Tips for shade gardens and container gardens


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Morning sun and afternoon shade, such as those found on the east side of the building, are ideal for rhododendrons, camellias, and other flowering shade shrubs.

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This week is a good week to plan and dream about your garden. Indoor and outdoor spring ideas will soon grow at the Tacoma Home and Garden Show, January 26-29 at the Tacoma Dome.

On January 28-29, I will be giving talks on “Gardening on the Dark Side” and “Creative Container Gardening.” Take home a few tips from our upcoming garden seminar at the Tacoma Home and Garden Show.

shade garden tips

Know the amount of shade and shade. Morning sun and afternoon shade, such as those found on the east side of the building, are ideal for rhododendrons, camellias, and other flowering shade shrubs.

For deep shade, such as on the north side of buildings or under large trees, use shrubs with large leaves such as Fastia japonica and Acuba.

Shade-loving groundcovers like ajuga and vinca can help keep weeds and erosion in check if you have the space. Groundcovers can eat up real estate.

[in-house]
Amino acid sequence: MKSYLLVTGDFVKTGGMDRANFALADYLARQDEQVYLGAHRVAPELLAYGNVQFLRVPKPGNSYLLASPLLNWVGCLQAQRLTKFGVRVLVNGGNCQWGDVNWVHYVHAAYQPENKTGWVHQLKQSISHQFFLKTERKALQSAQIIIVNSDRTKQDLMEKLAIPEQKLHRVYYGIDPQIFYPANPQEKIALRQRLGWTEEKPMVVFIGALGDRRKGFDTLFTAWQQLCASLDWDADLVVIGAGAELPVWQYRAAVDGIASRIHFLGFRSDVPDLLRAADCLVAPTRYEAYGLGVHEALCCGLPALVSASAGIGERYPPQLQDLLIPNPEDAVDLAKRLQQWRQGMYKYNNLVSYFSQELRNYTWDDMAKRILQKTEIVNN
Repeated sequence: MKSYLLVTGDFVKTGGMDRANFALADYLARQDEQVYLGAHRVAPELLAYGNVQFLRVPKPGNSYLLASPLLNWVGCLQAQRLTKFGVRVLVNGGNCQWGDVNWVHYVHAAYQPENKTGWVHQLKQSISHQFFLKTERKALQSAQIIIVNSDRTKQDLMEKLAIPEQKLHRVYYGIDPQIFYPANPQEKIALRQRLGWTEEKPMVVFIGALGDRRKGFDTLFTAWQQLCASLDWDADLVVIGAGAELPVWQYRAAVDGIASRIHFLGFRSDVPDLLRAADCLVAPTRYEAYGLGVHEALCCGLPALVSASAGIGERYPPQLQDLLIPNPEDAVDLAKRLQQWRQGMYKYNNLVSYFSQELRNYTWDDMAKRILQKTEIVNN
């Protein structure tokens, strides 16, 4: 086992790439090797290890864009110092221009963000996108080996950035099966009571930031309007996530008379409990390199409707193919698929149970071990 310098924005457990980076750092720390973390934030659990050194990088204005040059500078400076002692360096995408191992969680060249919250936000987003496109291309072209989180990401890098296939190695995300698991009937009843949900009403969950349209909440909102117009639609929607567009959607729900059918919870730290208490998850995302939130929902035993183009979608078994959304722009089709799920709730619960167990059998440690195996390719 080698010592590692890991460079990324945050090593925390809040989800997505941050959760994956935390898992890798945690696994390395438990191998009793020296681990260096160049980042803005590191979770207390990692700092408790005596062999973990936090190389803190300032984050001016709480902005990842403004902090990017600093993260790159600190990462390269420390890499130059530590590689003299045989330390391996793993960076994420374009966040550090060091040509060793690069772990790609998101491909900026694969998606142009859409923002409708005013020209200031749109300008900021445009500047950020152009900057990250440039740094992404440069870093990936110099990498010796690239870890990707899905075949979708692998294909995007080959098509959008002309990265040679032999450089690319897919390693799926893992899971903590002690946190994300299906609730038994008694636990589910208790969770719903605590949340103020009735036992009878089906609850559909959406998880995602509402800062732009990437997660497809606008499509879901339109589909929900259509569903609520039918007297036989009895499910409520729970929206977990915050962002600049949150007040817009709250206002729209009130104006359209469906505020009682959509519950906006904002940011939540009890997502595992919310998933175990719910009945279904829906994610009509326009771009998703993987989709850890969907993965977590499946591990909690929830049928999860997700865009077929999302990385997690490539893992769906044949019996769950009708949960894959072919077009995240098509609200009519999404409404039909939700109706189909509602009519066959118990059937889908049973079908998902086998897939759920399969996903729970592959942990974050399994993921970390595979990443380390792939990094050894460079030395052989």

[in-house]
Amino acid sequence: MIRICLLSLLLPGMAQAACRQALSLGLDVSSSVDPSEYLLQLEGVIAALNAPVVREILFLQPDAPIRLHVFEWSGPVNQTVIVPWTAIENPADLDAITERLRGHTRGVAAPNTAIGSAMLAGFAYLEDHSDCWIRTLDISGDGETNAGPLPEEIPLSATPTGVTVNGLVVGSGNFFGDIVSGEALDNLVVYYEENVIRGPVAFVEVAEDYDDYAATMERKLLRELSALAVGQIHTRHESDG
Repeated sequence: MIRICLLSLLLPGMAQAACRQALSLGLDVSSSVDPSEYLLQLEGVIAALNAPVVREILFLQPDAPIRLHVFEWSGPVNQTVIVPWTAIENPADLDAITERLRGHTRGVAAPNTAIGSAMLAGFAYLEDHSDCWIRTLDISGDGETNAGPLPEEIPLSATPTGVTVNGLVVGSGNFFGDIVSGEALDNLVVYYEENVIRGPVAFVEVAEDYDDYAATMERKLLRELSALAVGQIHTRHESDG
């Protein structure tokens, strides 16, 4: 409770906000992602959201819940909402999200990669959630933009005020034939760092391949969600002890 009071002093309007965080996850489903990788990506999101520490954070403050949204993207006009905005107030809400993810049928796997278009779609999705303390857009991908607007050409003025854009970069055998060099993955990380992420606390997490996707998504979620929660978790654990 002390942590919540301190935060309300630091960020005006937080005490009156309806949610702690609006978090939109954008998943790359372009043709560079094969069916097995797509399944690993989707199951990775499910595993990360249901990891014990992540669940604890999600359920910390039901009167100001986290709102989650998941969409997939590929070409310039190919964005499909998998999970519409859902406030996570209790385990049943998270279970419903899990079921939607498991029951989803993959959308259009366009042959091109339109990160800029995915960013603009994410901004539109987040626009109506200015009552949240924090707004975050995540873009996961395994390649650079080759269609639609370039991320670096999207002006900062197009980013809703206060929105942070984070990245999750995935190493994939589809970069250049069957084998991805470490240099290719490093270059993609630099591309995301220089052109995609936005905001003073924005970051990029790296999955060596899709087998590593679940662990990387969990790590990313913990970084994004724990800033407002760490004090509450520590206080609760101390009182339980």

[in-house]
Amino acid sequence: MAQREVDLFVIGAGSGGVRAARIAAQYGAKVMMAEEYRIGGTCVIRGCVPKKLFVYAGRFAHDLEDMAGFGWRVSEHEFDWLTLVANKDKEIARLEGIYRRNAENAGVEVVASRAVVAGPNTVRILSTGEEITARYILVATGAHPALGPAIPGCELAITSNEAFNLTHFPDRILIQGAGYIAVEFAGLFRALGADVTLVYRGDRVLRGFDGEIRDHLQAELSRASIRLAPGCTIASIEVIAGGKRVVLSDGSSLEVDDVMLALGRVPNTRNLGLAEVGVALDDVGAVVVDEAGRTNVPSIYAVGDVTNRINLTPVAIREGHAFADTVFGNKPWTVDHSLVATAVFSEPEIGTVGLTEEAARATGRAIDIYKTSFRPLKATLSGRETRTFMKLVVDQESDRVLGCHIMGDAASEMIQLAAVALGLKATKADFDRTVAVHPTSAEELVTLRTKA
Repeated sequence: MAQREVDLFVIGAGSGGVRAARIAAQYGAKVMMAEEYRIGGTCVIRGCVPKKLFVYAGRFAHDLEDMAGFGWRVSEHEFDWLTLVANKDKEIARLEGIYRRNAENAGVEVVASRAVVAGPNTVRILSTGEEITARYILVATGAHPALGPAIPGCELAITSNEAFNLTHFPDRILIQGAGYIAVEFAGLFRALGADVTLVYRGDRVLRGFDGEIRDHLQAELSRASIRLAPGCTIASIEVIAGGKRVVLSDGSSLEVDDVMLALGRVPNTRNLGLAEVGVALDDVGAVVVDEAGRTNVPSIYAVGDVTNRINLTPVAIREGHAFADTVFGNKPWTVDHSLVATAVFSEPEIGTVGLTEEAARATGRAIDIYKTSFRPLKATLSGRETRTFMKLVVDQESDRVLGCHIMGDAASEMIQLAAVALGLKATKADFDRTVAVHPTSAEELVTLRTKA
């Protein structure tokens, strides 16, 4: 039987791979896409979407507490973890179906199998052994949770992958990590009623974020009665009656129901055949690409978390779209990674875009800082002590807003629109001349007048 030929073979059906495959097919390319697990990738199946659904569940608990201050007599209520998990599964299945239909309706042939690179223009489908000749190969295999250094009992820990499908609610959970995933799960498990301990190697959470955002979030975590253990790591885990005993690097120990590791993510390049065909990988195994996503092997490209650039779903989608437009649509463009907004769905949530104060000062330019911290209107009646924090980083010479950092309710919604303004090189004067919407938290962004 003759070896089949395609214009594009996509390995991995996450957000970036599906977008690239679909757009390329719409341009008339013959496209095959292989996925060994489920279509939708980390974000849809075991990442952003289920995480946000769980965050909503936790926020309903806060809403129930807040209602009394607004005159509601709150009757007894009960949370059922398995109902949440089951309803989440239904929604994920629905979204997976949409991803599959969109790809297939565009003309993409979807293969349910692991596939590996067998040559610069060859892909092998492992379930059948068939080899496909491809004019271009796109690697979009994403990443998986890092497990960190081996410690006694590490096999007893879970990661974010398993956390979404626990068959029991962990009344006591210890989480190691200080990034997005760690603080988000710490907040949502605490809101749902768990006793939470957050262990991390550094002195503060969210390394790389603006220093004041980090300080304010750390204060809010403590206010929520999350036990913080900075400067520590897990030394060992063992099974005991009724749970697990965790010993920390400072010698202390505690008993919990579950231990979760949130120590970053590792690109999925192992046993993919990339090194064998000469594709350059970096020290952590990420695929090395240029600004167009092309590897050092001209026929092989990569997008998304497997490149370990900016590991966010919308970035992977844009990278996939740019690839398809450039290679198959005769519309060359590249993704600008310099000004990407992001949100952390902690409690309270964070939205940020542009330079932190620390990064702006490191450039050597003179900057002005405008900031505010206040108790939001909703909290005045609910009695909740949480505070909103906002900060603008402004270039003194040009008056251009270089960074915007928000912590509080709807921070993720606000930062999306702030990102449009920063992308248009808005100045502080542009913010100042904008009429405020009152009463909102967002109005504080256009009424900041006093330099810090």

Plants that grow in the shade need less fertilizer because the lack of light slows their growth rate.

Many shade-tolerant plants originate from woodlands and forests. That means they prefer organic-rich soil made from falling forest debris. Add leaf mold or compost and mulch with bark chips to keep them happy.

Best bloomers for shade flower gardens: impatiens, begonias, lobelias, coleus.

Creative Container Gardening Tips

The tallest plants do not have to be placed in the middle of the container. If he only sees the planted pot from one angle, put the tallest plant in the back and the trailer in front.

Mix perennials such as hellebore with winter pansies and primroses. This makes winter colors very much appreciated on porches and patios.

Those with drainage holes can be used to hold plants. You can fill an old wheelbarrow with herbs and roll the wheels to get some sun, or move them closer to your patio for easy harvesting when cooking outdoors. There are many ideas for recycling containers such as metal tool boxes, wooden crates and more.

Even plastic and lightweight foam can be spray painted onto weathered pots.

Broken clay pots can be recycled into a stake tower and filled with sedum or succulents.

See Marianne at the Tacoma Home & Garden Show

Gardening expert Marianne Binetti will speak at the Tacoma Home and Garden Show on Saturday, January 28 and Sunday, January 29 at the Tacoma Dome. Visit the website for ticket discounts and more information.

3 p.m. Saturday — Shade gardening: Marianne offers tips on slug control, watering, shade-loving perennials, native plants and more.

Sunday at 1:00 PM — Creative Container Gardens: Check out some great examples of unusual containers and other tips and tricks that celebrate dirt cheap gardening and creative container gardens.

Marianne Binetti has a degree in Horticulture from Washington State University and is the author of 10 books on gardening. Contact her at binettigarden.com.





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